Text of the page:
How Marketing Communications Changed

Over the past 40 years or so marketing communications has become a very complex and sophisticated industry..

In an incredibly short period of time, we have seen the rise and now seeming decline of mass media.  The move from local media to global electronic communications systems and social media becoming part of the whole; the shift from planned, scheduled media events to instantaneous communication between persons and organisations; the change from time- and place-bound communications systems to time-shifting by consumers to fit their needs and their schedules.

How Communications Changed

Network radio and television, national magazines, and large metropolitan daily newspapers seem to have always been with us.  These systems not only tied the country together, but there is strong evidence that to a great extent they helped create our social and political culture.  Since everyone could, and often did, see and perhaps hear the same messages at the same time from the 1950s to the 1990s, we created an almost homogeneous mass media and mass marketing culture.

Marketing organisations created broadly demanded products for these mass markets.  Retail distribution systems developed to sell to and through these markets. Marketing communications professionals developed plans, programs, and systems to communicate to these mass markets.

Then technology collided with society and human wants and needs.  Suddenly consumers, who now had more information than ever before, began to demand specialised products, distribution systems, and communication.  What once had been a mass market splintered into hundreds if not thousands of separate, individual markets driven by lifestyle, ethnic background, income, geography, education, gender, and all the other things that make one person different from another.

Changes:

From Verbal to Visual

People over 40, were raised as a verbal communicators. The emphasis was on writing and reading skills.

People under 40, are members of the visual generation.  This generation was raised on television, movies, speeches, MTV, and the spoken word.

The difference between how these two generations communicate is tremendous.

The shift from a verbal to a visual society will continue to be a major factor in why integrated marketing communications will be so necessary for marketing organisations in the years to come.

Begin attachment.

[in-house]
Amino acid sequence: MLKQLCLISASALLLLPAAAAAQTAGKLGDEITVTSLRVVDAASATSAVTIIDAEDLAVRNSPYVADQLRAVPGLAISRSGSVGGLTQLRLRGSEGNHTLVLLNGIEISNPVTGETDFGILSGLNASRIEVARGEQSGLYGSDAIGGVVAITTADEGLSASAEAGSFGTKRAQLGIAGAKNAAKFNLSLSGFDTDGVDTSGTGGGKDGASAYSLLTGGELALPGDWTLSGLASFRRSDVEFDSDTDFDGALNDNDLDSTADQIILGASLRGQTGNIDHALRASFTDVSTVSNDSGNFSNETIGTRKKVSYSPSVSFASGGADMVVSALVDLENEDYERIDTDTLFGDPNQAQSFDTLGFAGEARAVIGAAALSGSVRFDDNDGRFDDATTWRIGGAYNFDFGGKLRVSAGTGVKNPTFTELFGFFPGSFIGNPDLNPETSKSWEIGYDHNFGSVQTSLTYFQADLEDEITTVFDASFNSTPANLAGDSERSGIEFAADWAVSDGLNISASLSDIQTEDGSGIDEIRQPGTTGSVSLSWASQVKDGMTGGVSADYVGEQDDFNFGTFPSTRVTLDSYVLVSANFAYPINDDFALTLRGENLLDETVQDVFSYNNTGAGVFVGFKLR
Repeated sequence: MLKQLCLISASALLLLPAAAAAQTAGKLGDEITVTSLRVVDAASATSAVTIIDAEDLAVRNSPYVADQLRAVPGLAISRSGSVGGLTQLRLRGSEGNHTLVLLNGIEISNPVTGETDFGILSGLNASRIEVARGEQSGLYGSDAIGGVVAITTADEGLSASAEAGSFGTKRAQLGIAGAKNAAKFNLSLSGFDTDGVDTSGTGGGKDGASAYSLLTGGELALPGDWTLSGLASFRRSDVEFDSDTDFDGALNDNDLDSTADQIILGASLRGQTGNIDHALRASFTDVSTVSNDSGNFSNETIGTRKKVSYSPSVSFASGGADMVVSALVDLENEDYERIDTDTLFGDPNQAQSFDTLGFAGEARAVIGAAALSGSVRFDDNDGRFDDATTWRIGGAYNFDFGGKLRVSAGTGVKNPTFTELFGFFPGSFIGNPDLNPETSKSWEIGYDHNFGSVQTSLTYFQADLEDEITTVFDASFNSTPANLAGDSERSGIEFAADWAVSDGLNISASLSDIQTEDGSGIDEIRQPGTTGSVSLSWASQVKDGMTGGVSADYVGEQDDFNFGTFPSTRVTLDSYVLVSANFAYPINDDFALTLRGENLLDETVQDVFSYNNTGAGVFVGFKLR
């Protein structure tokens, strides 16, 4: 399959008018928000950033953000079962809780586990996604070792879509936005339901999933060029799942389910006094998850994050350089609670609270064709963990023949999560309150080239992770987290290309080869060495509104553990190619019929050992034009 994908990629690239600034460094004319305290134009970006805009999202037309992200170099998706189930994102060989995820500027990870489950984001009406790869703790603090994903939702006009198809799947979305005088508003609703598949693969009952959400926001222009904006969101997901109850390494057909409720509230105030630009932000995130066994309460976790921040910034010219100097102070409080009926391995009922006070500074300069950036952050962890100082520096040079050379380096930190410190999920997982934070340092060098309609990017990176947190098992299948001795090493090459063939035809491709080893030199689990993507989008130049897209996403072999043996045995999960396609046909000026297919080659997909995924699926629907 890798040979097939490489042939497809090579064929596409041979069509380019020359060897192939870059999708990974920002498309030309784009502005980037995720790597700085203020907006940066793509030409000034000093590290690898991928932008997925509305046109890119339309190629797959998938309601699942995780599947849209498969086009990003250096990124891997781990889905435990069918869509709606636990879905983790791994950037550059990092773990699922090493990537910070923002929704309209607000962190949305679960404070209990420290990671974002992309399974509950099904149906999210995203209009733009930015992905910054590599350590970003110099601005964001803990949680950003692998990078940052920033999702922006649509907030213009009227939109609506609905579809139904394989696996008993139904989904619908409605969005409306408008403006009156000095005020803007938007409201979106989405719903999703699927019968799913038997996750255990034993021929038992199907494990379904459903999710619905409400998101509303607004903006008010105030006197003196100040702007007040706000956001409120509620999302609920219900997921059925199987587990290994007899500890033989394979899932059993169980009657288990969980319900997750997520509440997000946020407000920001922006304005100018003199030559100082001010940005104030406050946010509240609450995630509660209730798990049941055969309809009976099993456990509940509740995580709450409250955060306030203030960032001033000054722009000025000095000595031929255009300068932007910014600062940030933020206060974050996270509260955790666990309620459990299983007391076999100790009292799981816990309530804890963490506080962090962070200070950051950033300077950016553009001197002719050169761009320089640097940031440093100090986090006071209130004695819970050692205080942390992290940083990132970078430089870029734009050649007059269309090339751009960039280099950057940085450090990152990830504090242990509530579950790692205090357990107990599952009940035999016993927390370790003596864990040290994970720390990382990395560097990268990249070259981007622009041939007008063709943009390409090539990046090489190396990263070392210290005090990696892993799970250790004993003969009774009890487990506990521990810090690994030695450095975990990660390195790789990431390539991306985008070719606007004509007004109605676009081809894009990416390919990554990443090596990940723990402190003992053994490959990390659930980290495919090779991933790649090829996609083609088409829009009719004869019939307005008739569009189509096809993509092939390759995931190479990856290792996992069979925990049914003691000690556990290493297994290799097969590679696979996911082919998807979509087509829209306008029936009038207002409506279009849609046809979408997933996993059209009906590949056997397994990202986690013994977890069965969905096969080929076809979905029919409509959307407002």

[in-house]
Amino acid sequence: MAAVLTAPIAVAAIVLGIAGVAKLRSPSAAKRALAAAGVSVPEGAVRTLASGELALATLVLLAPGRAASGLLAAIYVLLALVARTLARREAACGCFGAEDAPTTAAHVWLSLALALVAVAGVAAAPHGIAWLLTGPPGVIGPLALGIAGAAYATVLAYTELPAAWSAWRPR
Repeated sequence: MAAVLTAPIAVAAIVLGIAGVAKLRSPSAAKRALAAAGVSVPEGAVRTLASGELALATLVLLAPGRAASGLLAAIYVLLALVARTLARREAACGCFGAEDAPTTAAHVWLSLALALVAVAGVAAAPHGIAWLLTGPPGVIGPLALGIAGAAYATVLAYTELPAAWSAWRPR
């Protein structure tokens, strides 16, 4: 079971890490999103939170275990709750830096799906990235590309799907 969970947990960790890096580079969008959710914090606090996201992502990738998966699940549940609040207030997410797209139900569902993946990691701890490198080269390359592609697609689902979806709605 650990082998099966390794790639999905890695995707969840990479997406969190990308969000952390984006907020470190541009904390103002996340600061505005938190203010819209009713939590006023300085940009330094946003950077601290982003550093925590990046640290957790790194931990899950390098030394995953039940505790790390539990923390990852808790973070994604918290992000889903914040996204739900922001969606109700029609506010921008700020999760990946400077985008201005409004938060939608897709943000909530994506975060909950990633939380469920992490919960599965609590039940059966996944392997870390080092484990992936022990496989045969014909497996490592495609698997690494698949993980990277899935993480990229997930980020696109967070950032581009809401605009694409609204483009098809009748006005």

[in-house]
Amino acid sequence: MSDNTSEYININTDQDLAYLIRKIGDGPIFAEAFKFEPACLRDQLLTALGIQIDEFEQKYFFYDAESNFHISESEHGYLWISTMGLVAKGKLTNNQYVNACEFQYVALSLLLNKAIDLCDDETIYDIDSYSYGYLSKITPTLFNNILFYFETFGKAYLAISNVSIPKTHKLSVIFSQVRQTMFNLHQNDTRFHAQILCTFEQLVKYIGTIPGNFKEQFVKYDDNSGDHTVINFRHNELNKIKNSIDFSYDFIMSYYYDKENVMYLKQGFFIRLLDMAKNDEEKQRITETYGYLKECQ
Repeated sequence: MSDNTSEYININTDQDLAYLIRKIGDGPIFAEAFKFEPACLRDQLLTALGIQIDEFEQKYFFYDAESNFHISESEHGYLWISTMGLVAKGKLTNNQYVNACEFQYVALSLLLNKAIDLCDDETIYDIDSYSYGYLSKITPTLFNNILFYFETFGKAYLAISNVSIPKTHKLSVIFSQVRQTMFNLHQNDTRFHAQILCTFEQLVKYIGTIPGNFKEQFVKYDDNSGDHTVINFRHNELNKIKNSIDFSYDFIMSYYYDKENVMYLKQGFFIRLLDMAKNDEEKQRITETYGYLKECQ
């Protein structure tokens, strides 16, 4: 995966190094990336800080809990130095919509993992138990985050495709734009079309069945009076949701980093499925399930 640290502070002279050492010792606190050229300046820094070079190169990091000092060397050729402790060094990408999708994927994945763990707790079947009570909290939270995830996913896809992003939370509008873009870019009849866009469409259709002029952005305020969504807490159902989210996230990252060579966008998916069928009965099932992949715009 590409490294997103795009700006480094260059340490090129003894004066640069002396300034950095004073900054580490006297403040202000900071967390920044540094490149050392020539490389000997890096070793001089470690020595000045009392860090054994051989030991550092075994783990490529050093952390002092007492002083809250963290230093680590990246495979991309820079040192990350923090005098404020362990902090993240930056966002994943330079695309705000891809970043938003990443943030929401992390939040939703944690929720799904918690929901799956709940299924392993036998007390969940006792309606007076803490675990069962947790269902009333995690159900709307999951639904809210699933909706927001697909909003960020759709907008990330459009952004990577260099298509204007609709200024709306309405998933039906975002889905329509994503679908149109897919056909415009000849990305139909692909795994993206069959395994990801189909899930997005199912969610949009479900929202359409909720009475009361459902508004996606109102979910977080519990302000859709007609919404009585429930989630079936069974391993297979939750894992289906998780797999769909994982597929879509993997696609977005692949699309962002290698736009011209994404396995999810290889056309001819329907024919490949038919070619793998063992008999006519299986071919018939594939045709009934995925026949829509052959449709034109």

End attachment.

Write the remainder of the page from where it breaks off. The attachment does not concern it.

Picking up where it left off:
Functional Illiteracy

With the move from a verbal to a visual society has come a major social problem, functional illiteracy.  Traditionally, illiteracy has been defined as an inability to read or to comprehend written materials.  Our problem today, however, is the growing percentage of the population that is functionally illiterate, able to read some words but unable to comprehend simple sentences, phrases, or instructions.  Though the functionally illiterate person technically is able to read, to understand words, he or she lacks the ability to put these words into meaningful structures that will allow functioning in an increasingly complex world.

As functional illiteracy grows, marketers will increasingly need to use symbols, icons, pictures, sounds, and other forms of communication to send messages to customers and prospects.  As they do, the need to integrate these various forms of communication will become more and more important.  As the marketer relies increasingly on communication techniques that reach the literate, functionally illiterate, and even illiterate to deliver sales messages, the demand for integrated marketing communications will become increasingly important.

Media Fragmentation

Technology has played a tremendous role in creating a demand for integrated marketing communications.  At one time the advertiser, by purchasing commercials on the three television networks, could, during an average week, reach up to 90 percent of the population.  Today that number has fallen to 50 percent or less and will likely continue to decline.  The mass media no longer deliver masses (or at least attractive masses) for many marketing organisations.

Technology has allowed media organisations to begin identifying, segmenting, selecting, and attracting smaller, more attentive and focused audiences for their audio, video, and print vehicles.

There is even talk of one-on-one marketing through various forms of marketing communications.  While one-on-one marketing communications is technically feasible today, the cost is still prohibitive.  However, it may not be so in the future.

The consumer today tends to lump all persuasive messages into something they call “advertising.” Thus, consumers don’t differentiate among advertising messages in a medium such as television or a magazine or an outdoor display.  Consumers don’t even differentiate among the various functional approaches used by marketers, such as advertising, sales promotion, direct mail, or even public relations and advertorials.

Messages are all just part of “advertising’ or in some cases “product information” and they are seemingly all lumped together in the minds of the customers or prospects.  So, no matter from what medium the information or message came, the information is seen as just a media message.  And, no matter what the message said, it stands for the brand, the company, or the marketing organisation.

The system of information storage used by consumers makes integrated marketing communications such a critical issue today and tomorrow.  As we start to understand more about how people process information and about the specifics of communication, we will understand why integrated

Brian Monger

monger@marketing.org.au

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